Interestingly, this usually only occurs in cattle, it generally does not affect pigs, goats, sheep, or people!

For more information on freemartins, visit: Oklahoma State University or University of Kentucky.

Rumination Facination…Fun Fact Friday

Last week I mentioned ruminants. Ruminants include cows, sheep, goats, llamas, camels, deer, and many, many more. As I mentioned they also chew cud (which is a chunk of food they regurgitate and chew again breaking down the particle size; this process is called rumination – but more on that later ).

Most people often believe that ruminant animals have four stomachs. That is not entirely true, they have one stomach with four compartments. In the photo below you can see the four compartments: Rumen, Reticulum, Omasum, and Abomasum – each one has a different role, but I will go more into that later.

142097_ruminant_digestion(Photo source: Ruminant Digestion)

And this, ladies and gentlemen, is why ruminant animals can eat grass and hay and humans can not (we are monogastrics).

Sheep grazing (Photo source: Sheep grazing)

Toothless grins…Fun Fact Friday

Did you know…

Ruminant animals (animals that have one stomach with four compartments and chew their cud; includes cattle, sheep, goats, lamas, etc. – will explain more later) do NOT have teeth on their upper jaw?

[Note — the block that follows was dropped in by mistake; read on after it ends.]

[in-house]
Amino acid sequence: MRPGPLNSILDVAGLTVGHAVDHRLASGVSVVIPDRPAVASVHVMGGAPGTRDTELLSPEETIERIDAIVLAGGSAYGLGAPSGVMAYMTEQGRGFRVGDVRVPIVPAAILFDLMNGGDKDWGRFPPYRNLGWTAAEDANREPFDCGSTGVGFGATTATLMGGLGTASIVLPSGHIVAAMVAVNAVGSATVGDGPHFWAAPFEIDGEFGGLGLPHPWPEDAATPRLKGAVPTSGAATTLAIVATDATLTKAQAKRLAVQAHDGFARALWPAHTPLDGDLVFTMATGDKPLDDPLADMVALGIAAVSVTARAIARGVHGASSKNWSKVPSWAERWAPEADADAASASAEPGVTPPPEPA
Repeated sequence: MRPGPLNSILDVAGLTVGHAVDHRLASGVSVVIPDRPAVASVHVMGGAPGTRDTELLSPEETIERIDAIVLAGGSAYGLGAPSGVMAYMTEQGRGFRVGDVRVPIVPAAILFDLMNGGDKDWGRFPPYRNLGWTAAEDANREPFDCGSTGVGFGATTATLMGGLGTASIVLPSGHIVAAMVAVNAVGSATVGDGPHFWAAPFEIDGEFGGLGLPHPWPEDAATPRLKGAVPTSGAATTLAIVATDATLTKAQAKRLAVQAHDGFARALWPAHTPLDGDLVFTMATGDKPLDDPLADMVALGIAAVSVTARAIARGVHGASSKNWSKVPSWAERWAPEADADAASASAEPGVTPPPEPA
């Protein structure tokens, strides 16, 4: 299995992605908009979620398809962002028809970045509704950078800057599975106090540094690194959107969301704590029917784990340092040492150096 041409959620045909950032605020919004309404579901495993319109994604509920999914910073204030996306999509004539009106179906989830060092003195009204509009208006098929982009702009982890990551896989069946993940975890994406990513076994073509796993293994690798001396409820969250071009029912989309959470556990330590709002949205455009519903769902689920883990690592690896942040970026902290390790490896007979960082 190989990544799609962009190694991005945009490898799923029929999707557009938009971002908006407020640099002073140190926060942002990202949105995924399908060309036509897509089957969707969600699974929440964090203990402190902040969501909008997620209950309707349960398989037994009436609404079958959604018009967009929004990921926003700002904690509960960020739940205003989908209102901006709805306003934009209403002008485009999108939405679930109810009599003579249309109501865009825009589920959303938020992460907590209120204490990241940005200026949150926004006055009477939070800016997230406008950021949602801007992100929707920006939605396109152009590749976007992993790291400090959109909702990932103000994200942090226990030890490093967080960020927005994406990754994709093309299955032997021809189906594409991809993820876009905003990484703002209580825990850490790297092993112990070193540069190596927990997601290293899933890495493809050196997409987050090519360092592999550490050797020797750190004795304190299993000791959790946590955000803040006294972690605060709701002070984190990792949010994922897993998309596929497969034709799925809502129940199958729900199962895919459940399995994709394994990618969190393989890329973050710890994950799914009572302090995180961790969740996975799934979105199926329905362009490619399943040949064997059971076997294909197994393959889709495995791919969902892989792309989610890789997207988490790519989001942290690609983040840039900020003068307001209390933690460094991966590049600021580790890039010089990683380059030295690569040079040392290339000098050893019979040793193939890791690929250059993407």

Well, technically they have premolars and molars in the very back of their mouths on the upper and lower jaws, but no teeth upper front teeth. Instead they have a dental pad, which would be hard, slick surface.

Photos used in blog(Photo: Virginia cooperative Extension)

So how do they eat? Glad you asked! The part of their mouth where the upper teeth would normally be is called a dental pad. When they take a bite of grass they wrap their tongue around it and use the dental pad and their bottom teeth to bite it off.

So how do the young animals nurse you ask… They wrap their tongues around the mother’s teat and use pressure from the dental pad to suck.

cow's mouth 2_edited-6 This is what a cow’s mouth looks like – the dental pad on top and teeth on bottom only! (Photo: http://downlandviews.blogspot.com)

I know, very cool stuff!